Interleukin-1 (IL-1) is one of the most potent bone-resorbing factors involved in bone loss associated with inflammation. We previously reported that IL-1 prolonged the survival of multinucleated osteoclast-like cells (OCLs) formed in cocultures of murine osteoblasts/stromal cells and bone marrow cells via the prevention of spontaneously occurring apoptosis. It was reported that macrophage colony-stimulating factor (M-CSF/CSF-1) prolongs the survival of OCLs without the help of osteoblasts/stromal cells. The present study was conducted to determine whether IL-1 also directly induces the multinucleation and activation of OCLs. Mononuclear osteoclast-like cells (prefusion osteoclasts; pOCs) were purified using the "disintegrin" echistatin from cocultures of murine osteoblastic cells (MB 1.8 cells) and bone marrow cells. Both IL-1 and M-CSF prolonged the survival and induced the multinucleation of pOCs through their respective receptors. However, actin ring formation (a functional marker of osteoclasts) by multinucleated cells was observed in the pOC cultures treated with IL-1, but not those treated with M-CSF. We previously reported that enriched multinucleated OCLs as well as pOCs placed on bone/dentine slices formed few resorption pits, but their pit-forming activity was greatly increased by the addition of osteoblasts/stromal cells. Here, pit-forming activity of both pOCs and enriched OCLs placed on dentine slices was induced by adding IL-1, even in the absence of osteoblasts/stromal cells. M-CSF failed to induce pit-forming activity in pOC and enriched OCL cultures. These results indicate that IL-1 induces the multinucleation and bone-resorbing activity of osteoclasts even in the absence of osteoblasts/stromal cells.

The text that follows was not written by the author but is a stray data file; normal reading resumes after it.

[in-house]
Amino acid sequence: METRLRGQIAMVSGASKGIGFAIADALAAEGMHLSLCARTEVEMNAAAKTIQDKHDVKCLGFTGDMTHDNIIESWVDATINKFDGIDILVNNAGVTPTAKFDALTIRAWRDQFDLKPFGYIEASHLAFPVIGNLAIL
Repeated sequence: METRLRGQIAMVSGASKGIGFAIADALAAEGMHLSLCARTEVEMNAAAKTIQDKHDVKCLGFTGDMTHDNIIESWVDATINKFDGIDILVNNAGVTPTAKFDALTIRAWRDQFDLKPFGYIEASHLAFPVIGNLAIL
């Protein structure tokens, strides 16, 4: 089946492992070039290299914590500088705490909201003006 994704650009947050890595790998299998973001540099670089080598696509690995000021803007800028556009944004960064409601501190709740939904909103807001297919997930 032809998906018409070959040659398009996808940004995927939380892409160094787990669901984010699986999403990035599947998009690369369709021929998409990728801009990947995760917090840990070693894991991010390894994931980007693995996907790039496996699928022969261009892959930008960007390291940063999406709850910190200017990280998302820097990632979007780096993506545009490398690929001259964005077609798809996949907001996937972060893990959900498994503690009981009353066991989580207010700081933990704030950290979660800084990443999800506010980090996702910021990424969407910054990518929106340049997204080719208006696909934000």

Copyright 1999 Academic Press.